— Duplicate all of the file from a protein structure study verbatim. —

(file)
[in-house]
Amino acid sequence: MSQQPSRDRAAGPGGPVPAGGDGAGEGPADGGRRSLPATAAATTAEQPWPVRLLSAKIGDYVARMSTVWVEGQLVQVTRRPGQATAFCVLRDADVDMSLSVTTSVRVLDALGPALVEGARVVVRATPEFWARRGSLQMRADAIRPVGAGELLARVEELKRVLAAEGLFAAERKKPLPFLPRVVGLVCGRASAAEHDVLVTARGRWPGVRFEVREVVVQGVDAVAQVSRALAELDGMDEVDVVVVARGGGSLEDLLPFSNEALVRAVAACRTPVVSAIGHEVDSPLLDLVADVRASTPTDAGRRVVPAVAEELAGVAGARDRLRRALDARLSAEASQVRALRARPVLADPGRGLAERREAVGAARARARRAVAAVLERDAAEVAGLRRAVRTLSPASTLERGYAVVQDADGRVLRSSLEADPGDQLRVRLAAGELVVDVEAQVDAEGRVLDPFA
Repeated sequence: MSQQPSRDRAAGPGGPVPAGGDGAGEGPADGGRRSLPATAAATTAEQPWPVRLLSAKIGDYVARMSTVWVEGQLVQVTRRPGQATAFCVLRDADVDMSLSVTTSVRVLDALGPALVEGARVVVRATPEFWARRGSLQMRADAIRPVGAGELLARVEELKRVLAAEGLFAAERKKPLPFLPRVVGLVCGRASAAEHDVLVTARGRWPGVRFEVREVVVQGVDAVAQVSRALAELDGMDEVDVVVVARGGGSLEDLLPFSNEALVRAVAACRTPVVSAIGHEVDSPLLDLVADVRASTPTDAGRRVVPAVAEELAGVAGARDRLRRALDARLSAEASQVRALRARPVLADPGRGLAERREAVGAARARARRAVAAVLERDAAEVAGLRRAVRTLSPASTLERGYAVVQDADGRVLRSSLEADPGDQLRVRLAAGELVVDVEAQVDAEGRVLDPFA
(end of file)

[in-house]
Amino acid sequence: MSQQPSRDRAAGPGGPVPAGGDGAGEGPADGGRRSLPATAAATTAEQPWPVRLLSAKIGDYVARMSTVWVEGQLVQVTRRPGQATAFCVLRDADVDMSLSVTTSVRVLDALGPALVEGARVVVRATPEFWARRGSLQMRADAIRPVGAGELLARVEELKRVLAAEGLFAAERKKPLPFLPRVVGLVCGRASAAEHDVLVTARGRWPGVRFEVREVVVQGVDAVAQVSRALAELDGMDEVDVVVVARGGGSLEDLLPFSNEALVRAVAACRTPVVSAIGHEVDSPLLDLVADVRASTPTDAGRRVVPAVAEELAGVAGARDRLRRALDARLSAEASQVRALRARPVLADPGRGLAERREAVGAARARARRAVAAVLERDAAEVAGLRRAVRTLSPASTLERGYAVVQDADGRVLRSSLEADPGDQLRVRLAAGELVVDVEAQVDAEGRVLDPFA
Repeated sequence: MSQQPSRDRAAGPGGPVPAGGDGAGEGPADGGRRSLPATAAATTAEQPWPVRLLSAKIGDYVARMSTVWVEGQLVQVTRRPGQATAFCVLRDADVDMSLSVTTSVRVLDALGPALVEGARVVVRATPEFWARRGSLQMRADAIRPVGAGELLARVEELKRVLAAEGLFAAERKKPLPFLPRVVGLVCGRASAAEHDVLVTARGRWPGVRFEVREVVVQGVDAVAQVSRALAELDGMDEVDVVVVARGGGSLEDLLPFSNEALVRAVAACRTPVVSAIGHEVDSPLLDLVADVRASTPTDAGRRVVPAVAEELAGVAGARDRLRRALDARLSAEASQVRALRARPVLADPGRGLAERREAVGAARARARRAVAAVLERDAAEVAGLRRAVRTLSPASTLERGYAVVQDADGRVLRSSLEADPGDQLRVRLAAGELVVDVEAQVDAEGRVLDPFA